If you notice, we haven’t provided any database-specific details in the configuration. Spring Boot will do auto Configuration by defaults, but of course, all these details (database vendor, URL Connection, Credentials etc) can still be configured if necessary.

Test Starter

For testing, we usually use the following set of libraries: Spring Test, JUnit, Hamcrest, and Mockito. We can include all of these libraries manually, but the Spring Boot starter can be used to automatically include these libraries in the following way:


As you notice, we haven’t specified the version number information to any of the dependencies. Spring Boot will figure out the version to use for the application base on the spring-boot-starter artifact version.

Now, Let’s Test the Controller. There are two ways to test the controller:

  • Using the mock environment
  • Using the embedded Servlet container (like Tomcat or Jetty)

In this example we’ll use a mock environment:

@SpringBootTest(classes = SpringBootTutorialApplication.class)
public class SpringBootApplicationIntegrationTest {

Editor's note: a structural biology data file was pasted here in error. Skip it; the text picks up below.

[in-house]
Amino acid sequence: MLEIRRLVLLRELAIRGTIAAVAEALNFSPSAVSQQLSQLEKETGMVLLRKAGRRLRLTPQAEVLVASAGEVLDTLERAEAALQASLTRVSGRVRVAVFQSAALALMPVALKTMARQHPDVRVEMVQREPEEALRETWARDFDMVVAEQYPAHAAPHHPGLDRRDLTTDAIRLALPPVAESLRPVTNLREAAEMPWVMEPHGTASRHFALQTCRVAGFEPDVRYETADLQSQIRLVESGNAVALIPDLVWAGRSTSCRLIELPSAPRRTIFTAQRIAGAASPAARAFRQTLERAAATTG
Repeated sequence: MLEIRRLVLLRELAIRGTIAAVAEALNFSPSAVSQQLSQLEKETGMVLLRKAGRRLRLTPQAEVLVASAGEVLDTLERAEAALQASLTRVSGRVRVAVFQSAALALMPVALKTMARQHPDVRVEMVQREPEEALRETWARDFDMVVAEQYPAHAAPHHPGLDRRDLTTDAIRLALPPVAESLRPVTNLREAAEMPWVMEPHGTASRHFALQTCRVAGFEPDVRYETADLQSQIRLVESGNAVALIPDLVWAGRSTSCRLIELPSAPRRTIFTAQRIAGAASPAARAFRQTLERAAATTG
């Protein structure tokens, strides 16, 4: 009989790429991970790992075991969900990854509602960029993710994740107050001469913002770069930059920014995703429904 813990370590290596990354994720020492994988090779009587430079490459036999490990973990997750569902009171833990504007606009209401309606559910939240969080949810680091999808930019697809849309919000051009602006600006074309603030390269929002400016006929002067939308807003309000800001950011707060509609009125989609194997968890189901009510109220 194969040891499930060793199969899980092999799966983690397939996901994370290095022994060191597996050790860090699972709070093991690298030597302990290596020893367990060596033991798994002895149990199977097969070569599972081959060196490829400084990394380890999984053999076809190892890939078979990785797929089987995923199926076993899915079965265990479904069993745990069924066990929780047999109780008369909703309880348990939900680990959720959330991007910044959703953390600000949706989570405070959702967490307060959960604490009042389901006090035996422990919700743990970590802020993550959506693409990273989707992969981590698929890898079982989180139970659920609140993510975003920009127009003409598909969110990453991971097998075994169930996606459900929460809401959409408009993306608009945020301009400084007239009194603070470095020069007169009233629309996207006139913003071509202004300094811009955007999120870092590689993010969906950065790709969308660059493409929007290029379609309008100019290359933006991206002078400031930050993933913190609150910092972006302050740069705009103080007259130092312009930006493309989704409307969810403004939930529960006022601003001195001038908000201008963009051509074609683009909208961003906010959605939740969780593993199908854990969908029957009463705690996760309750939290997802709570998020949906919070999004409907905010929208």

private WebApplicationContext webApplicationContext;
    private MockMvc mockMvc;

    public void setupMockMvc()
        mockMvc = MockMvcBuilders.webAppContextSetup(webApplicationContext).build();

    public void givenRequestIsMade_andMeetsAllGivenConditions_thenCorrect() throws Exception
        MediaType mediaType = new MediaType(MediaType.APPLICATION_JSON.getType(),
                MediaType.APPLICATION_JSON.getSubtype(), Charset.forName("utf8"));


The above Test is calling endpoint /book/all and verifies the JSON response. The important part here is @WebAppConfiguration annotation and MockMVC are part of the spring-test module, @Before is a JUnit annotation. These all are available by importing just one test starter dependency.

Mail Starter

A very common task in an enterprise application is to send mails. Spring Boot provides mail dependency and can be defined this way.


Now we can directly use the JavaMailSender, so let’s write some tests.


For simple testing, we will use the Simple SMTP server.

The latest version of Wiser can be found on Maven central repository.